Monday, 20 September 2010

Seaweed, Seaglass

Brought to you by Nishatalitha and the word 'paperweight', way over 200 words.

Seaweed, Seaglass
There are parts of ourselves that we don’t share. We all know it. Everyone has felt the walls go up at some time or another. This is mine, and hers. Or it was.

The paperweight accuses me from its position on the half-finished draft of a new law on my desk. It’s a big piece of bottle-green glass threaded through with olive and blue, like slimy, grasping fronds in dark water. Of course her blood would dry differently to us. She wasn’t like us, for all her protestations.

She was barely out of her teens, when we first saw her, walking naked along the shore. We took pity on her- a mistake. Took her in, gave her clothes, tried to find out where she came from. But she was far, far more beautiful than her years. And she wanted the same man as me. She sang to him and that was it.

When I lost him, I was resigned. I told her one day- one day- there would be a man she wanted and couldn’t have. On that day, she would understand what it was to be me. But then I saw her for what she really was. I had read the old stories, I knew that she didn’t want him the way I did- knew what it would cost him to love her. I could handle her stealing his heart- with effort- but not this.

I followed them to the beach one night. I was very nearly too late. She was lying in the shallows, holding his head under the water, and there were only a few bubbles. I tried to grab her around the waist, but her scales slipped through my fingers. Fewer bubbles. I struck at her- I had not realised I had picked up the piece of sea-glass in my blind panic. I heard the crunch of bone, saw her sink- grabbed him and pulled him to the shore. Tried the kiss of life, willing him back to me. He coughed and spluttered his return, and I held him, watching the shimmer of a silver fish tail, and the cloud of red hair as it was washed away by the tide.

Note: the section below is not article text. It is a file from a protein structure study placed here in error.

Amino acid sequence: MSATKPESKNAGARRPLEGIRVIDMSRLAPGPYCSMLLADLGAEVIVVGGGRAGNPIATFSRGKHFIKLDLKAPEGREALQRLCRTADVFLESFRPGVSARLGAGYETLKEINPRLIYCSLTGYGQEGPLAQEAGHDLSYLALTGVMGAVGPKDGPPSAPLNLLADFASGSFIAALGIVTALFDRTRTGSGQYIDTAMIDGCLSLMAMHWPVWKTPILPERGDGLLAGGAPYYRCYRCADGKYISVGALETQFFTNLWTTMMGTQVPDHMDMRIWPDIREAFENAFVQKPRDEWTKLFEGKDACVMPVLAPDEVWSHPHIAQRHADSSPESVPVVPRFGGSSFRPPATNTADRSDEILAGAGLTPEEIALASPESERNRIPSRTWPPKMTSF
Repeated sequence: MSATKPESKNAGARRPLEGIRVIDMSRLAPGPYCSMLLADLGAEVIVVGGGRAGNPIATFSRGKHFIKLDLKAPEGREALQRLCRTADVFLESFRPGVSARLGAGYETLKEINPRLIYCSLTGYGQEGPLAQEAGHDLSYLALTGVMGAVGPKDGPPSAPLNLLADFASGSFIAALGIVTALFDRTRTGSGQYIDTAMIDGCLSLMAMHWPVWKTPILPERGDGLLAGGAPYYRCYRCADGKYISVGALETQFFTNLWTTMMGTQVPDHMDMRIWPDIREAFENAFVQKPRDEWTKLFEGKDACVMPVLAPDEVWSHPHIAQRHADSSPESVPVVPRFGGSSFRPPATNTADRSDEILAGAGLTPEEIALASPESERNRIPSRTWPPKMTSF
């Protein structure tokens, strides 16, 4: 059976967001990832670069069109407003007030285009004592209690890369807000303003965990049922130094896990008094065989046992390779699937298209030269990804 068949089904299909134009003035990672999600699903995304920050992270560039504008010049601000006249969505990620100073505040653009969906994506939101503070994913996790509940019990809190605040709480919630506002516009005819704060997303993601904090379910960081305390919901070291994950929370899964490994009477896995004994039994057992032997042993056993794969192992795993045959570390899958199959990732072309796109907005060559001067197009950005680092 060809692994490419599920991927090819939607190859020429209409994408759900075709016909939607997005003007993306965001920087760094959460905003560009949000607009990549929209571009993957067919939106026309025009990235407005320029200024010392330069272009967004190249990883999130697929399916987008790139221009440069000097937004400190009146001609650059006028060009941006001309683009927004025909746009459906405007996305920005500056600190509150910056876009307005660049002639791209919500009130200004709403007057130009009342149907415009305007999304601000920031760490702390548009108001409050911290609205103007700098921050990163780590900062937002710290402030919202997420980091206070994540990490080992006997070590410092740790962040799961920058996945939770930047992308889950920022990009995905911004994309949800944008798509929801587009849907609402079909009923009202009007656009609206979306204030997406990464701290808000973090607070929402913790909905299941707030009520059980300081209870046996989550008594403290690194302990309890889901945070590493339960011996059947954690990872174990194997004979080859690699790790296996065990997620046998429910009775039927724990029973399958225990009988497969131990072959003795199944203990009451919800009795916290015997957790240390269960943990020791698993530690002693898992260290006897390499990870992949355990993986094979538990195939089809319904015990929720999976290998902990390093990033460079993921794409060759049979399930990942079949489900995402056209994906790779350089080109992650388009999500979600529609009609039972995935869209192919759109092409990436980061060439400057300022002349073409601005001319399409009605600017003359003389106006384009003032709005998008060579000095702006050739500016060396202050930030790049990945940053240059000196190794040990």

I never told him what happened, and he forgot about her, after a while. We’re happy enough. The paperweight is there to make sure I know my own strength. But you know, on our wedding night I could have sworn I heard her singing.

Wednesday, 15 September 2010

We Need More Ladies

Brought to you by Hownowbrowntao and the word 'rhinoceros'.

We Need More Ladies

Captain K’mss-qa looked displeased. Tr8’jaq shifted nervously from foot to foot. When the Captain looked displeased, it generally involved pain of some description. Va’13, still in her coat, on the other hand, looked surprised, and not at all worried. Well, she was new. She would learn.

"You told us to bring back more females from the planet," she was saying.

Captain K’mss-qa hissed, and turned green, a sure sign his anger was barely contained.

"It doesn’t look like the others," he said.

"Well, it’s definitely female."

A lieutenant, who brought out the cage with the pink-and-yellow creature. He turned on the translator.

"You!" K'mss-qa barked, "Is this one of your females?"

The creature in the cage cowered.

"I don’t know." It said. "It might be female, but it’s not one of us."